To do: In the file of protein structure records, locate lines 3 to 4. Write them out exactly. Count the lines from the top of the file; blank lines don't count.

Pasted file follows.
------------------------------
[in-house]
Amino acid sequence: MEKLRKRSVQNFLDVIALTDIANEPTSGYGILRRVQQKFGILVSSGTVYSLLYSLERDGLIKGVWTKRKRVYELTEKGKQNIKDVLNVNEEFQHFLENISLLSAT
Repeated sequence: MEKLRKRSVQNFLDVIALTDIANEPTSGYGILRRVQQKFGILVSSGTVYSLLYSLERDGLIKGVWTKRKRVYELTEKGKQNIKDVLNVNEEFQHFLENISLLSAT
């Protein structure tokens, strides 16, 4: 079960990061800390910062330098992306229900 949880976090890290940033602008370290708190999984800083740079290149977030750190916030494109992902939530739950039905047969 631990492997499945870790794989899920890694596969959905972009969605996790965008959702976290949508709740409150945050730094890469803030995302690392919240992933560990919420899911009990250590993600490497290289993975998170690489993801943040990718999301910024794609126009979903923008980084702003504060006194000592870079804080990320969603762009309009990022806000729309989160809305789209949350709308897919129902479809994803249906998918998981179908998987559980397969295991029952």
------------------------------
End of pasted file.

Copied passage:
Repeated sequence: MEKLRKRSVQNFLDVIALTDIANEPTSGYGILRRVQQKFGILVSSGTVYSLLYSLERDGLIKGVWTKRKRVYELTEKGKQNIKDVLNVNEEFQHFLENISLLSAT
């Protein structure tokens, strides 16, 4: 079960990061800390910062330098992306229900 949880976090890290940033602008370290708190999984800083740079290149977030750190916030494109992902939530739950039905047969 631990492997499945870790794989899920890694596969959905972009969605996790965008959702976290949508709740409150945050730094890469803030995302690392919240992933560990919420899911009990250590993600490497290289993975998170690489993801943040990718999301910024794609126009979903923008980084702003504060006194000592870079804080990320969603762009309009990022806000729309989160809305789209949350709308897919129902479809994803249906998918998981179908998987559980397969295991029952």